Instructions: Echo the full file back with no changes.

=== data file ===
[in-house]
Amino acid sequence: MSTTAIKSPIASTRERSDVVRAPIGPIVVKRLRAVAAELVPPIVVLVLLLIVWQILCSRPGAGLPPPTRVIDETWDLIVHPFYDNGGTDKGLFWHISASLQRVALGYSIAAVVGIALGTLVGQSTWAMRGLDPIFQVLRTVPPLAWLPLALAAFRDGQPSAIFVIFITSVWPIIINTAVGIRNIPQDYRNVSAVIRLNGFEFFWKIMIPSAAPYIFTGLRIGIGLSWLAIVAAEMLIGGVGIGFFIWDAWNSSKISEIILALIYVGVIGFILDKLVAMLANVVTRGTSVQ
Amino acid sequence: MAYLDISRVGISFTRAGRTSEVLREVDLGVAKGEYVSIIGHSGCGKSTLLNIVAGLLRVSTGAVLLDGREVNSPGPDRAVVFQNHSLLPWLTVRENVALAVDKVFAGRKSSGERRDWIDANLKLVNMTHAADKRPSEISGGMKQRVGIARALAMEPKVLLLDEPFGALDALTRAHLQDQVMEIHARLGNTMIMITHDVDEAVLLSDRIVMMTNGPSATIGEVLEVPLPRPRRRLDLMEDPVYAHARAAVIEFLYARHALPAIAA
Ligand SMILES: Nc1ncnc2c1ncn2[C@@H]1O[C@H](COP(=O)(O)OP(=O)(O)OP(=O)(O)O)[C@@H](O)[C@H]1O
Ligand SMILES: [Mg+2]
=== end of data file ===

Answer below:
[in-house]
Amino acid sequence: MSTTAIKSPIASTRERSDVVRAPIGPIVVKRLRAVAAELVPPIVVLVLLLIVWQILCSRPGAGLPPPTRVIDETWDLIVHPFYDNGGTDKGLFWHISASLQRVALGYSIAAVVGIALGTLVGQSTWAMRGLDPIFQVLRTVPPLAWLPLALAAFRDGQPSAIFVIFITSVWPIIINTAVGIRNIPQDYRNVSAVIRLNGFEFFWKIMIPSAAPYIFTGLRIGIGLSWLAIVAAEMLIGGVGIGFFIWDAWNSSKISEIILALIYVGVIGFILDKLVAMLANVVTRGTSVQ
Amino acid sequence: MAYLDISRVGISFTRAGRTSEVLREVDLGVAKGEYVSIIGHSGCGKSTLLNIVAGLLRVSTGAVLLDGREVNSPGPDRAVVFQNHSLLPWLTVRENVALAVDKVFAGRKSSGERRDWIDANLKLVNMTHAADKRPSEISGGMKQRVGIARALAMEPKVLLLDEPFGALDALTRAHLQDQVMEIHARLGNTMIMITHDVDEAVLLSDRIVMMTNGPSATIGEVLEVPLPRPRRRLDLMEDPVYAHARAAVIEFLYARHALPAIAA
Ligand SMILES: Nc1ncnc2c1ncn2[C@@H]1O[C@H](COP(=O)(O)OP(=O)(O)OP(=O)(O)O)[C@@H](O)[C@H]1O
Ligand SMILES: [Mg+2]